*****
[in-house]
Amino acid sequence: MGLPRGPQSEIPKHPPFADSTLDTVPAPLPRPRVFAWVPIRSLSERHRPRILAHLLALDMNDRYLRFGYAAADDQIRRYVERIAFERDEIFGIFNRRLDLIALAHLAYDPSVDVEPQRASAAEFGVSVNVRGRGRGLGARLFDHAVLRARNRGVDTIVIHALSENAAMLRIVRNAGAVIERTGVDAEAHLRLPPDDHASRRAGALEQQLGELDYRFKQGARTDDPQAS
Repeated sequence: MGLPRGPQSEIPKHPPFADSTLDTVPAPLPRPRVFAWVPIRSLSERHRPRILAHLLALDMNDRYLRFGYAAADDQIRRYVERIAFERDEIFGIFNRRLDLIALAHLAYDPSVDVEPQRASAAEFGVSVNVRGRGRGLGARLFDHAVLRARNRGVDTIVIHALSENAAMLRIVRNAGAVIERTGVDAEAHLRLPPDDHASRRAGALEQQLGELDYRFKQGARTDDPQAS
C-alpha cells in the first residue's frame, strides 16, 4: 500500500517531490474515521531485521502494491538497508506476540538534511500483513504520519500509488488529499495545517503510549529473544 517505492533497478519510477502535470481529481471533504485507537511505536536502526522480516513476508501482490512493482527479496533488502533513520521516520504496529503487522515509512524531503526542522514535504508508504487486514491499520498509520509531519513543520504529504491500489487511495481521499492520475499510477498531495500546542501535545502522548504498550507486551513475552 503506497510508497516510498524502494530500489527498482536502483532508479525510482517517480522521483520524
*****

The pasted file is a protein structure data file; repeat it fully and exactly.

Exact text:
[in-house]
Amino acid sequence: MGLPRGPQSEIPKHPPFADSTLDTVPAPLPRPRVFAWVPIRSLSERHRPRILAHLLALDMNDRYLRFGYAAADDQIRRYVERIAFERDEIFGIFNRRLDLIALAHLAYDPSVDVEPQRASAAEFGVSVNVRGRGRGLGARLFDHAVLRARNRGVDTIVIHALSENAAMLRIVRNAGAVIERTGVDAEAHLRLPPDDHASRRAGALEQQLGELDYRFKQGARTDDPQAS
Repeated sequence: MGLPRGPQSEIPKHPPFADSTLDTVPAPLPRPRVFAWVPIRSLSERHRPRILAHLLALDMNDRYLRFGYAAADDQIRRYVERIAFERDEIFGIFNRRLDLIALAHLAYDPSVDVEPQRASAAEFGVSVNVRGRGRGLGARLFDHAVLRARNRGVDTIVIHALSENAAMLRIVRNAGAVIERTGVDAEAHLRLPPDDHASRRAGALEQQLGELDYRFKQGARTDDPQAS
C-alpha cells in the first residue's frame, strides 16, 4: 500500500517531490474515521531485521502494491538497508506476540538534511500483513504520519500509488488529499495545517503510549529473544 517505492533497478519510477502535470481529481471533504485507537511505536536502526522480516513476508501482490512493482527479496533488502533513520521516520504496529503487522515509512524531503526542522514535504508508504487486514491499520498509520509531519513543520504529504491500489487511495481521499492520475499510477498531495500546542501535545502522548504498550507486551513475552 503506497510508497516510498524502494530500489527498482536502483532508479525510482517517480522521483520524